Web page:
How to Get into College Without Ever Taking a SAT Exam

The debate about SAT exams as a gauge of aptitude has been raging. The list of colleges and universities dropping the admissions requirement of this particular exam continues to grow longer each year.

Also, the number of prospective applicants that are treating the testing process as an optional exercise is expanding. What alternatives exist for students who choose to opt out of the SAT?

Find a college Without SAT Requirements

The application requirements for college admissions are far more extensive than just the SAT. The list may include other items, such as:

  • Official application
  • Personal essay
  • Teacher recommendations

Each college has its own set of requirements and procedures. In fact, some don’t require submission of a SAT score. The number of these colleges is indeed growing. Some colleges completely ignore the exam scores totally and others use the score for course placement purposes.

What California Colleges Do NOT Require SAT Exams?

Whether a school does or does not require an SAT exam is not an indication of the school’s prestige or quality.  With that said, it is advisable that if you choose not to submit an SAT score with your application, ensure that the rest of your application is very strong.

Take an Alternative Standardized Test

The SAT may be the most well known standardized exam, but it is certainly not the only one. Many colleges also accept the ACT in place of or as well as the SAT. Some colleges do not have a preference as to which test a student must submit. A student can, therefore, take the ACT and submit the score in place of the SAT exam.

Fact: Students who excel in Math, Science, English, and Reading will find the ACT more manageable as compared to the SAT. The two exams are quite different, while the SAT is designed to test your verbal and reasoning aptitude, the ACT tests your achievement in core high school subjects.

Start at a Community College

Most community colleges do not require SAT or ACT scores, but they have students take a placement test in math and English. Attending a community college places students on a ‘2+2’ plan: two years at community college and then transfer to a four-year school. This route is beneficial for several reasons: avoiding test scores, saving money, and improving a student’s academic record. Enrolling in a community college can enable a student to improve their overall GPA, consequently giving them more options for the four-year college.  The vast majority of community colleges have partnerships with states schools that make it easy to make the switch.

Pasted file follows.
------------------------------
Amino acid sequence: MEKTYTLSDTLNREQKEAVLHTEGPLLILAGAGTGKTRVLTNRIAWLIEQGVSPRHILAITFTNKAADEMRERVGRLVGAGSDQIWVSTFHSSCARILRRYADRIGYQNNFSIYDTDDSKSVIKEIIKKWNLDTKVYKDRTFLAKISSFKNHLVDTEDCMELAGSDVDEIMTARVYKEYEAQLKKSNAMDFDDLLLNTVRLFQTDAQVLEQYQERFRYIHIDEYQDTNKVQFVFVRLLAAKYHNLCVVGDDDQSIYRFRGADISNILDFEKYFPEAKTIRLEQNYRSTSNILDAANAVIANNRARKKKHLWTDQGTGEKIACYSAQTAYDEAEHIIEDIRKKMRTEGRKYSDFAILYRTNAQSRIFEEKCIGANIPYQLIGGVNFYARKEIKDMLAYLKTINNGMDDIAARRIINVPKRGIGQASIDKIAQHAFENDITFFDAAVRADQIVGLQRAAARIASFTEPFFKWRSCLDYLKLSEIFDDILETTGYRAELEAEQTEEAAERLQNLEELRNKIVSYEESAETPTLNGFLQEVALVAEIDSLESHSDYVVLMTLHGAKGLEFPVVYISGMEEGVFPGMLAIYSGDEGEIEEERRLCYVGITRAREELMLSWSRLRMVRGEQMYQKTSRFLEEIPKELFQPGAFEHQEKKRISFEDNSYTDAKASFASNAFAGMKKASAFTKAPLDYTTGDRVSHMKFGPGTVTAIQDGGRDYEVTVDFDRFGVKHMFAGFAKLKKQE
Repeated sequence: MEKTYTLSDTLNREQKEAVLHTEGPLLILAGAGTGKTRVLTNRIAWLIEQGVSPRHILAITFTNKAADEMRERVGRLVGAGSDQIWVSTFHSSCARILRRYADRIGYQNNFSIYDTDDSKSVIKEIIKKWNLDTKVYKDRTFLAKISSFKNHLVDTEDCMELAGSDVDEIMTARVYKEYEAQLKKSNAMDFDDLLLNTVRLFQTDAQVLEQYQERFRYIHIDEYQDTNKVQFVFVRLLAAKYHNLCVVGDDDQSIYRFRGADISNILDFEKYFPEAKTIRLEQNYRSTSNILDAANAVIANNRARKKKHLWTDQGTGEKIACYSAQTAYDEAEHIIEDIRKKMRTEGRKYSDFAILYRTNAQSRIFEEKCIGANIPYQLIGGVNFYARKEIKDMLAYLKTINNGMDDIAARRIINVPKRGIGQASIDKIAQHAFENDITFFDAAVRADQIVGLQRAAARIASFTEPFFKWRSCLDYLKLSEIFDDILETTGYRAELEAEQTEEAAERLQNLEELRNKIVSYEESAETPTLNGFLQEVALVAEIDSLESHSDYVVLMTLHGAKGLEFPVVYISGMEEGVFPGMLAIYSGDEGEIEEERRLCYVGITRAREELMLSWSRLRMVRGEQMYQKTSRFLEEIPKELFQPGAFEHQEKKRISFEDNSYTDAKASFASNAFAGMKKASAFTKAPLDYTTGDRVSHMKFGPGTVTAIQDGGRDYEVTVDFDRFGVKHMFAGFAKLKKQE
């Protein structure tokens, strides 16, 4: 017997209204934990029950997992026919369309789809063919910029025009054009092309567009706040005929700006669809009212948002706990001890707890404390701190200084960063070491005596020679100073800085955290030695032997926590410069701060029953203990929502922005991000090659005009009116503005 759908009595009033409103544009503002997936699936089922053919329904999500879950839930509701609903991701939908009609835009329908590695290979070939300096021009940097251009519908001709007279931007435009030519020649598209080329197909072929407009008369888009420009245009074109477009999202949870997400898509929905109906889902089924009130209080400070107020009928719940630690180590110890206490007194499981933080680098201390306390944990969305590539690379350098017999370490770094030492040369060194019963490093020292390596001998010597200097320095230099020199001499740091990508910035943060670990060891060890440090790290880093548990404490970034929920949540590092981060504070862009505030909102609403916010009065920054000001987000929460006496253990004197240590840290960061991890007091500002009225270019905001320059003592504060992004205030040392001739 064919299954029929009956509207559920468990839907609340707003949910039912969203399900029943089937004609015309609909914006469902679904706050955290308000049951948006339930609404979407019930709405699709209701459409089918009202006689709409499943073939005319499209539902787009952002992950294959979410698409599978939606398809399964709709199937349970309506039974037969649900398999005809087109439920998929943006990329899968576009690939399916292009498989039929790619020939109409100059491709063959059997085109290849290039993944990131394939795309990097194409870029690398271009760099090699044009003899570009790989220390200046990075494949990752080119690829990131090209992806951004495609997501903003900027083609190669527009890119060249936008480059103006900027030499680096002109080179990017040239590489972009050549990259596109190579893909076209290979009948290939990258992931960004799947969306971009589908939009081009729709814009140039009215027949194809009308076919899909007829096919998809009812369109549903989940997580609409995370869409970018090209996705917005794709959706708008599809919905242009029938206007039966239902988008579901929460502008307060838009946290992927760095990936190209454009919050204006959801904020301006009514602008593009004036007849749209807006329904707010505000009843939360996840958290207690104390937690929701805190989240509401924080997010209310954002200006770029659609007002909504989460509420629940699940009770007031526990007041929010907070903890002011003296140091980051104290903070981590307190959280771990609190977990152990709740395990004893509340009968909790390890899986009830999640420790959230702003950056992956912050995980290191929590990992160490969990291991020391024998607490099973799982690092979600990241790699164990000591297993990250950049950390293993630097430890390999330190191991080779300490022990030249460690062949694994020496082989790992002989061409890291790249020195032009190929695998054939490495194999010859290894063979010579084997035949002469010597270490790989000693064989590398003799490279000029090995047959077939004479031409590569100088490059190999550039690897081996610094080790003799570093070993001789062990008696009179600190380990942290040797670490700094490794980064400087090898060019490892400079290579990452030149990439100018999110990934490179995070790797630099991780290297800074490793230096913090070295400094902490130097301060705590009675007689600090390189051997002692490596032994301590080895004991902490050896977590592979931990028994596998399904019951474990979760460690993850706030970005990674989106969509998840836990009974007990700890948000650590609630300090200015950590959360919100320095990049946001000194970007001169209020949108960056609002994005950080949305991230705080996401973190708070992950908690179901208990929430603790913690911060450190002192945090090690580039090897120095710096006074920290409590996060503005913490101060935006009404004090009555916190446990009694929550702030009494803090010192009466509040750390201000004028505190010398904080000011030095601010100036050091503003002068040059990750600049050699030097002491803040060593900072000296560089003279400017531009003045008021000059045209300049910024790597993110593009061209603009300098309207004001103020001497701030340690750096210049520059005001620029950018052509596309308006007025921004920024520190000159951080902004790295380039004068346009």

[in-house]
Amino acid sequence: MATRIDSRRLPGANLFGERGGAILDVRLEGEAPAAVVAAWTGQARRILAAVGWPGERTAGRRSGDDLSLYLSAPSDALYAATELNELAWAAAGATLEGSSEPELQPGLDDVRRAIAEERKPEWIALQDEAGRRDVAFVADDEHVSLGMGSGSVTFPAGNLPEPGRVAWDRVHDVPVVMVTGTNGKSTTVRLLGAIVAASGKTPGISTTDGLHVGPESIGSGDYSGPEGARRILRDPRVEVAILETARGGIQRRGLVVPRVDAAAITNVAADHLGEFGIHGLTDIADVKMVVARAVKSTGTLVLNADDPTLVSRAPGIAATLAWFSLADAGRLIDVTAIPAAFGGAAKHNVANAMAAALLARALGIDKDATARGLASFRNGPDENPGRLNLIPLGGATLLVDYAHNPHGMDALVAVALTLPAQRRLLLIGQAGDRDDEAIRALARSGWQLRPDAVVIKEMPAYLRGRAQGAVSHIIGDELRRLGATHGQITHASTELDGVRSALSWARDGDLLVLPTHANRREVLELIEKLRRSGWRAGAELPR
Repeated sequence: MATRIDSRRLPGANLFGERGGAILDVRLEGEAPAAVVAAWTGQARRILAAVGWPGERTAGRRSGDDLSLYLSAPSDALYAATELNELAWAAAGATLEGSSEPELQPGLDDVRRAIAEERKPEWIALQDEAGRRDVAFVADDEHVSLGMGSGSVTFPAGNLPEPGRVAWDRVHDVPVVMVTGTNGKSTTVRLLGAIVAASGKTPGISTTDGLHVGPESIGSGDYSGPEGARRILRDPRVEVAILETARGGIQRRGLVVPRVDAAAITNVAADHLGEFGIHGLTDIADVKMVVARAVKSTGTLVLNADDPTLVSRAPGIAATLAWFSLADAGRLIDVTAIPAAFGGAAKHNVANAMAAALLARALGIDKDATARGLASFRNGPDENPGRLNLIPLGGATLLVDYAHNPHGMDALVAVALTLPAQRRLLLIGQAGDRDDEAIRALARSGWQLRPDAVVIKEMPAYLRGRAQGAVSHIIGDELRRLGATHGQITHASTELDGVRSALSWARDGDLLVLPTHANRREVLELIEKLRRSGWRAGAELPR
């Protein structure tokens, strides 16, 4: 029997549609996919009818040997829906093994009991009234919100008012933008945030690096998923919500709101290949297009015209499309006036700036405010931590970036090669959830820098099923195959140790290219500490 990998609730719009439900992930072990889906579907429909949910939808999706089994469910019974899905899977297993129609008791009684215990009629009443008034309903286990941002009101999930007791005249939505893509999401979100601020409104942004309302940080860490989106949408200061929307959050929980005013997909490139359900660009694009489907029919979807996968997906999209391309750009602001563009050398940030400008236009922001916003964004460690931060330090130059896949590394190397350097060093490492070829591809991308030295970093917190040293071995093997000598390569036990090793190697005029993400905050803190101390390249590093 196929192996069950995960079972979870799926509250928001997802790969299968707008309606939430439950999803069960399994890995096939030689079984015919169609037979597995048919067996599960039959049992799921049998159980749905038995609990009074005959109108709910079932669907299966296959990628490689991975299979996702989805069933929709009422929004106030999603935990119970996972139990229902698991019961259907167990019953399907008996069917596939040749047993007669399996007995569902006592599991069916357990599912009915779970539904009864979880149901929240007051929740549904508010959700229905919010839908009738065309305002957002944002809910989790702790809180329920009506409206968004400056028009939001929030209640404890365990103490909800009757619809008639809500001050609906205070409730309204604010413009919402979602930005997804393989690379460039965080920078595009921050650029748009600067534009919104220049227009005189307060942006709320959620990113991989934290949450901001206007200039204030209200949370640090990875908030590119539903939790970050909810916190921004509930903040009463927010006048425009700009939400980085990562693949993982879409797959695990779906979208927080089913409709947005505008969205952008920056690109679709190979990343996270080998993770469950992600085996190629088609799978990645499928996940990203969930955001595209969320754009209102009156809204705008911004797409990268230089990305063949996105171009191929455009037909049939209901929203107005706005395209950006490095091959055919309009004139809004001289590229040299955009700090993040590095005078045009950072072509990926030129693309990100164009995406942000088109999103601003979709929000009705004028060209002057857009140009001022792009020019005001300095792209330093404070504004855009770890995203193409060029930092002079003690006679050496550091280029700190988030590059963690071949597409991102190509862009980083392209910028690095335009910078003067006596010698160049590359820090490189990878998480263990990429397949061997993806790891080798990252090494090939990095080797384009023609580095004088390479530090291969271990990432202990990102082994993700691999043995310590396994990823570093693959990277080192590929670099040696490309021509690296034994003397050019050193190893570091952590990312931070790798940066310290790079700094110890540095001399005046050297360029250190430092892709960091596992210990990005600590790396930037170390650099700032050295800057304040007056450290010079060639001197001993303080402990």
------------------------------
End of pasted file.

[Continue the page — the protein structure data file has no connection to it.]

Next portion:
Compensate with Other Strengths

If you decide not to submit your SAT scores, you will need to prove yourself in other ways. For instance, achieving excellent grades in challenging high school classes is crucial. Many test-optional schools may also ask for:

  • Graded papers
  • Additional essays
  • Interviews with admission officers
  • A strong academic essay
  • Letters of recommendation
  • A clear demonstration of interest

Remember even without the test scores, colleges will only admit those students who they think will succeed academically. You must make up for the absence of the SAT.

A recent article on ABC news, ‘Do SAT Scores Really Predict Success?’ showed that “the correlation between SAT scores and first-year college grades is not overwhelming and that only 10-20% of the variation in first-year GPA is explained by SAT scores”.

Do not allow low SAT scores derail your quest for a college education. More studies indicate that students who earn top SAT scores do not necessarily perform better when they enroll in college. Visit California College Bound for more information on college education.

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